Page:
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Sunday, July 9, 2017

There Is No Defense For Linda Sarsour

This article first appeared in Eagle Rising.

Image result for linda sarsour
Linda Sarsour



Muslim activist Linda Sarsour is emerging as one of the more odious figures in the country these days. The Brooklyn-born Palestinian American spoke this week at the annual conference of the Islamic Society of North America, which is a front group for the Muslim Brotherhood. Sarsour, who was one of the organizers of the 2017 Women's March following President Trump's inauguration, used language in her address in Chicago which could only be described as inflammatory. She told her audience that the current administration was comprised of white racists who are oppressing the Muslim community. She also trashed the idea of assimilation into American society and stated that her allegiance is to the Muslim community (as opposed to the country). Perhaps worst of all, she invoked that dreaded word, "jihad" as she called for a jihad against the Trump administration.

Sarsour is not a person who will convince Americans that Muslims are a benign presence in America with her words. On the contrary, she has done the Muslim community (at least those who do love this country and live peaceful lives) a gross disservice. That has not stopped the usual suspects on the left from jumping to her defense. Most significantly, they trot out that tired old explanation that jihad actually means an inner struggle by believers to be better Muslims.

This requires some explanation. There are two concepts of jihad within Islam. Islamic texts tell us that when the Prophet Mohammad was returning from a battle, he stated, "Now that the lesser jihad is finished, it is time for the greater jihad." Muslims interpret this to mean that the lesser jihad was fighting against the enemies of Islam while the greater jihad was striving to be a better Muslim. However, as you study Islamic texts, the overwhelming majority of references to jihad involve fighting the enemies of Islam. Perhaps, most tellingly, one of the most popular books in the Middle East is Hitler's Mein Kampf, translated into Arabic as "My Jihad".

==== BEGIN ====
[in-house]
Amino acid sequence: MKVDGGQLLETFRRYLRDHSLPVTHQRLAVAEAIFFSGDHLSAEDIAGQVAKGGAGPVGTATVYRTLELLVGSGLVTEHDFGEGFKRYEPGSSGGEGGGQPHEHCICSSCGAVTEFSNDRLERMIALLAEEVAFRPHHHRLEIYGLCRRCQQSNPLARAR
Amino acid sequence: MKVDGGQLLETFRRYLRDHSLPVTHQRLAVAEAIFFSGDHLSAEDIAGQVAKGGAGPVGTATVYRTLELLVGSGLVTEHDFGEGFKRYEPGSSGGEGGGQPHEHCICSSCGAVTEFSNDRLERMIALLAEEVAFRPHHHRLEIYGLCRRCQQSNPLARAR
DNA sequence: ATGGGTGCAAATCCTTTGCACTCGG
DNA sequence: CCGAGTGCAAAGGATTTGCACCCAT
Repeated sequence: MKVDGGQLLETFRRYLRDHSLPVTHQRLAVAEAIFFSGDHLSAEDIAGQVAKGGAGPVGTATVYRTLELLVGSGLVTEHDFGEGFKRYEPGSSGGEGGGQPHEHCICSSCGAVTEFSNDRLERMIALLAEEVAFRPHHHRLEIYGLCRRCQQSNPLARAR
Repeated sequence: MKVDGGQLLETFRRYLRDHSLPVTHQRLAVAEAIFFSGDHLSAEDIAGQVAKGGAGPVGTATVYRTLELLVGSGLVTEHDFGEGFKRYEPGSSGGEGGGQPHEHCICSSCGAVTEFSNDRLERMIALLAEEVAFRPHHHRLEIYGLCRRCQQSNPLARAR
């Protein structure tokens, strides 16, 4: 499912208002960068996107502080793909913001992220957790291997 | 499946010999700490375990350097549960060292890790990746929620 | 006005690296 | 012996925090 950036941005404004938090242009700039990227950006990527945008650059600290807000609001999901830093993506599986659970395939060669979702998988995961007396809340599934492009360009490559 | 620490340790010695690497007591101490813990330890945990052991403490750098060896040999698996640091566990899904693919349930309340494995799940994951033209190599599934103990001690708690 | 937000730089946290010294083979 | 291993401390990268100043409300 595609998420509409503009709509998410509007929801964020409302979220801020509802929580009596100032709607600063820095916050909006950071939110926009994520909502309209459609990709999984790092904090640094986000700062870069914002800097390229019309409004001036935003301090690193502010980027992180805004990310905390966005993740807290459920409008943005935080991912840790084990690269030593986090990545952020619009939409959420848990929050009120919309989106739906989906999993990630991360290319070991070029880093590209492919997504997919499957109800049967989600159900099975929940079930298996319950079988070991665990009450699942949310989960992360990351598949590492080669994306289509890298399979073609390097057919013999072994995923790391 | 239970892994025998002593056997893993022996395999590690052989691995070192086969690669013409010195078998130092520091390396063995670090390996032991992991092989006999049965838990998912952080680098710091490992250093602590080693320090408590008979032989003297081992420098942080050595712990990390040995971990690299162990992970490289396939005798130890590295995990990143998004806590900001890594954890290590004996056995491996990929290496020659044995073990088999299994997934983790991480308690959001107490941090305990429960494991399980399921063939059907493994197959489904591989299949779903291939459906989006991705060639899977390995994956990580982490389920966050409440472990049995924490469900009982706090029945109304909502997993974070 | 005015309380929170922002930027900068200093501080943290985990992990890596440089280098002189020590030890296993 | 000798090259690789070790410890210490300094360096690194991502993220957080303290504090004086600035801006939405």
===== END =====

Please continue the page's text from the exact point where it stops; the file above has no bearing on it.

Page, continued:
Sarsour's defenders also point out that under President Obama, she was a presidential adviser on religious matters (which many would consider a weak defense). It is true that she organized funds to restore a Jewish cemetery outside St. Louis after it was vandalized last year. On the other hand, many consider her an anti-semite. She is a fierce critic of Israel, which does not automatically make one a Jew-hater, but quotes like "Zionism is incompatible with feminism" and "There is nothing creepier than Zionism" certainly raise questions.

Prior to this latest speech, Sarsour viciously attacked Muslim apostate Ayaan Hirsi Ali, a victim of female genital mutilation, and ACT4America founder Brigitte Gabriel by stating she wished she could take their vaginas away. On the other hand, Sarsour embraces figures like convicted terrorist and soon-to-be deported Rasmieh Odea.

If Sarsour wants to keep using inflammatory and divisive language in furtherance of the Muslim cause, she is free to do so under the First Amendment though calling for a jihad against the President is walking dangerously close to the line in my view. If she thinks her words will gain more acceptance for Muslims and lower suspicions against them, she is sadly mistaken. Her words in Chicago should be condemned by all.


1 comment:

Squid said...

Take note of Sarsour's finger pointing to the sky. Also, recall many ISIS murderers pointing to the sky when committing Islamist atrocities. The gesture is: None but Allah, and Islam will dominate the world. Do not be fooled.

Squid